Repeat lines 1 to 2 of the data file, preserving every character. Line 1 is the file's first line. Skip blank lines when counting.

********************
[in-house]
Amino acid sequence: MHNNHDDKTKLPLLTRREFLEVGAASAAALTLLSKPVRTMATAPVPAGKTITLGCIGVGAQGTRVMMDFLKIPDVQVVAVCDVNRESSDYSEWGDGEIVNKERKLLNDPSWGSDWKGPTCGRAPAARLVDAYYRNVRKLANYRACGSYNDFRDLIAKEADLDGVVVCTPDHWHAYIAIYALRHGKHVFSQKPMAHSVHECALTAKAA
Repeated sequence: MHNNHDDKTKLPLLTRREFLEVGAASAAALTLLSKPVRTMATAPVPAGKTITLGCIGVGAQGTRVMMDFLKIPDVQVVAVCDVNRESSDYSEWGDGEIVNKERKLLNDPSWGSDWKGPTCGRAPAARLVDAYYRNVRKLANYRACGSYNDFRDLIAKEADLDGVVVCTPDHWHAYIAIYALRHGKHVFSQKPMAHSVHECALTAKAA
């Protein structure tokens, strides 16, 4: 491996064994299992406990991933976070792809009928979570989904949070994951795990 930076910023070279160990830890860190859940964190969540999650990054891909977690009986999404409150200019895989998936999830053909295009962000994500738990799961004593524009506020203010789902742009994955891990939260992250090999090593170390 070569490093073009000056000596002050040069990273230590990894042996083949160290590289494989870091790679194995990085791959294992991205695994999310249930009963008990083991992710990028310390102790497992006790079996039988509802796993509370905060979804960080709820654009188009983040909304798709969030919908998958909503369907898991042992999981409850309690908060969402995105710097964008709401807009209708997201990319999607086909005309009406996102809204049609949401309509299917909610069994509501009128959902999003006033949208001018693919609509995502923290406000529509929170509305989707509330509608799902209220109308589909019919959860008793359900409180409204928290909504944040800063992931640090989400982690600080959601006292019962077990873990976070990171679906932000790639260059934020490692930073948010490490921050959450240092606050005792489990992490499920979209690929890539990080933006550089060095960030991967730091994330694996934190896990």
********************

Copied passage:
[in-house]
Amino acid sequence: MHNNHDDKTKLPLLTRREFLEVGAASAAALTLLSKPVRTMATAPVPAGKTITLGCIGVGAQGTRVMMDFLKIPDVQVVAVCDVNRESSDYSEWGDGEIVNKERKLLNDPSWGSDWKGPTCGRAPAARLVDAYYRNVRKLANYRACGSYNDFRDLIAKEADLDGVVVCTPDHWHAYIAIYALRHGKHVFSQKPMAHSVHECALTAKAA